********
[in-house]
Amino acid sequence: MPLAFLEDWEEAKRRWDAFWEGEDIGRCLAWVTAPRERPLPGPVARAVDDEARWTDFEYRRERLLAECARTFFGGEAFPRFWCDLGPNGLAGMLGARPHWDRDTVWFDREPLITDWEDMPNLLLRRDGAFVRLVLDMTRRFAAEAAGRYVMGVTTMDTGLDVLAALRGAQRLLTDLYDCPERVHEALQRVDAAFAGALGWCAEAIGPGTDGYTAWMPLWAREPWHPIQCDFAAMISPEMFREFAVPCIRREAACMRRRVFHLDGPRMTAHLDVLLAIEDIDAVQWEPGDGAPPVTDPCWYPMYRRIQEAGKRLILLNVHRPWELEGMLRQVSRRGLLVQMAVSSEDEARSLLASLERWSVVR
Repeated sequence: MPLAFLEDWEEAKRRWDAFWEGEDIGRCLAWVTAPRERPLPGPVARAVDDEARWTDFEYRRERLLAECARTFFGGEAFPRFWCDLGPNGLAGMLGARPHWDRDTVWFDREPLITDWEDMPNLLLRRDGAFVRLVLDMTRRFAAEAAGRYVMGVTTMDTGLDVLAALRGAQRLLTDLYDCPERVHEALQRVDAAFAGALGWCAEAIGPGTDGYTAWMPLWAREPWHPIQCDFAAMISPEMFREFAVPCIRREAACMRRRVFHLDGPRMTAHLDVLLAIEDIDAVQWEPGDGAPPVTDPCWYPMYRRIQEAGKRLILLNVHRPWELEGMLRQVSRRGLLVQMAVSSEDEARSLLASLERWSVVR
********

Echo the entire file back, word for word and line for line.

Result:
[in-house]
Amino acid sequence: MPLAFLEDWEEAKRRWDAFWEGEDIGRCLAWVTAPRERPLPGPVARAVDDEARWTDFEYRRERLLAECARTFFGGEAFPRFWCDLGPNGLAGMLGARPHWDRDTVWFDREPLITDWEDMPNLLLRRDGAFVRLVLDMTRRFAAEAAGRYVMGVTTMDTGLDVLAALRGAQRLLTDLYDCPERVHEALQRVDAAFAGALGWCAEAIGPGTDGYTAWMPLWAREPWHPIQCDFAAMISPEMFREFAVPCIRREAACMRRRVFHLDGPRMTAHLDVLLAIEDIDAVQWEPGDGAPPVTDPCWYPMYRRIQEAGKRLILLNVHRPWELEGMLRQVSRRGLLVQMAVSSEDEARSLLASLERWSVVR
Repeated sequence: MPLAFLEDWEEAKRRWDAFWEGEDIGRCLAWVTAPRERPLPGPVARAVDDEARWTDFEYRRERLLAECARTFFGGEAFPRFWCDLGPNGLAGMLGARPHWDRDTVWFDREPLITDWEDMPNLLLRRDGAFVRLVLDMTRRFAAEAAGRYVMGVTTMDTGLDVLAALRGAQRLLTDLYDCPERVHEALQRVDAAFAGALGWCAEAIGPGTDGYTAWMPLWAREPWHPIQCDFAAMISPEMFREFAVPCIRREAACMRRRVFHLDGPRMTAHLDVLLAIEDIDAVQWEPGDGAPPVTDPCWYPMYRRIQEAGKRLILLNVHRPWELEGMLRQVSRRGLLVQMAVSSEDEARSLLASLERWSVVR